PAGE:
Abbie Callahan holds up the design cut from Black Sparkly Vinyl
The design for the Hamilton Logo
The finished canvas bag!  Came out great.
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Breakfast Tray

Breakfast Tray

by Alex Meves

Alex made this breakfast tray in two days using just stuff around the lab!  It was mainly a practice activity to get comfortable doing a project with wood, although it was also a practical project since Alex loves breakfast.  First, he took a piece of the plywood available for free at the Design and Build Lab and cut it to size.  He then cut the corners with a coping saw so they would be rounded.  After a LOT of sanding and making a bit of a mess, the board was nice and smooth.  Unfortunately, the wood wasn't really that great, so finer sandpaper kept chipping the wood.  Then, the small blocks were glued to the bottom as legs or feet with Gorilla Wood Glue.  Smaller pieces were glued to the top as barriers for round objects and spills with the same wood glue.  Lastly, holes were drilled into the feet with a drill press and screws were put in with a drill for extra integrity.  It came out pretty good for practice with free materials, and Alex is very proud of it. 

Board Layout
Cutting Corners
Using Gorilla Glue to Attach Legs to the Main Board
Compass Work
Completed Main Board: Sanded and Cornered
Screwed in Feet
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Fidget Spinners

Fidget Spinners

by DaBL Team

The fidget spinner is a great little toy to introduce key concepts of 3D modelling and manufacturing.  In the Design and Build Lab, we use it as a beginner project for members wishing to learn how to use our 3D printers.  We like to walk through every step of the design process with an individual or group, from installing the free software to exporting a completed design.  However, we definitely leave room for creative license as you can see from the differing spinners below.  We also help with the member's first use of the 3D printer and start with our Type-A Series 1.  Check our calendar and see when a workshop for the printer is available, or just come in and ask to learn it!  The complete process will usually take up to 5 hours, although a member doesn't have to present for the entire print time.  The design and tutorial and the printer workshop can also be broken up into parts to make it more manageable.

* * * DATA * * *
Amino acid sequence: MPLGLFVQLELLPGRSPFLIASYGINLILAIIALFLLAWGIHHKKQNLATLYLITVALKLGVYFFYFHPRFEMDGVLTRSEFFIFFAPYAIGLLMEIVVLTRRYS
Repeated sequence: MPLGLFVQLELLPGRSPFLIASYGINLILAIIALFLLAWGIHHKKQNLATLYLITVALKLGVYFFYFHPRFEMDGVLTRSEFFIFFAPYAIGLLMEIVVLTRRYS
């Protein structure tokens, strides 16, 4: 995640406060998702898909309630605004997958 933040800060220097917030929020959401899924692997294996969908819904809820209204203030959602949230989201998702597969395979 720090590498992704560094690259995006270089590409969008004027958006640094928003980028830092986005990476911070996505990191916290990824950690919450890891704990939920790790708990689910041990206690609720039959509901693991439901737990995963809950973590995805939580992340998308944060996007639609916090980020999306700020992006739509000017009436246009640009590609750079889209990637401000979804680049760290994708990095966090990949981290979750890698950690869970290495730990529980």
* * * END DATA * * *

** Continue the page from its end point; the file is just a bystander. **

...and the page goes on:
Fidget Spinner 3D Design in Fusion 360
Josh's Five-Arm Spinner
Fabiola's Red Petal Spinner
Alex's Black Fidget Spinner
Kristof's Three-Arm Fidget Spinner
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Mosquito Aspirator

Motorized Mosquito Aspirator

by Brendan Riske

The objective of this project was to create a machine that would suck adult mosquitoes and capture them.   This is known as a mosquito aspirator and there are versions available online to purchase, however they are usually upwards of of $300.   Because the device is essentially a fan with a net over it, it made much more sense to simply make it in the Design and Build Lab!  After taking a day for Brendan and some of the Creative and Technical Specialists to design what would become the aspirator, all the parts were collected and then assembled.  Brendan came in with essentially no electronics experience at all and left with a working device that would capture as many mosquitoes as he could handle.  The best part is all the help and electronic materials were provided for free!  The CaTS in the lab also helped with the living space for the mosquitoes by 3D printing a cover so mosquitoes don't escape. 

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3D Cube Puzzle

3D Cube Puzzle

by Donna Deitz

Professor Deitz designed a 3D cube in a program she had known outside of the Design and Build Lab's expertise.  She created each piece carefully in order to create a complete cube when the pieces are fit together in the right way and order.  The employees of the lab assisted with printing the pieces using our Type A 3D printer.  As you can see, each piece was printed in a different color to make the cube more interesting when put together, and to make the pieces more distinct.  This was a fairly simple, but creative project that involved some math, 3D CAD, and the 3D printer.  It was fun too of course!

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Home Welcome Sticker

Home Welcome Sticker

by Yon Garber

Yon has been one of the most productive members of the space since it has opened in February of 2018.  He has several projects under his belt that include many of the skills taught here.  You can search his name in order to find some of the projects he's completed so far!  This particular project was about home improvement, as he wanted to create a sign for his door welcoming guest.  He accomplished this by using the Design and Build Lab's vinyl cutter, creating a large sticker to attach to his apartment door.  Yon created the design from complete scratch in the 2D CAD program, Inkscape.  He then learned from the Creative and Technical Specialists in the lab how to cut the design, and use the adhesive backed vinyl to create a sticker from it.  It is now proudly on his door!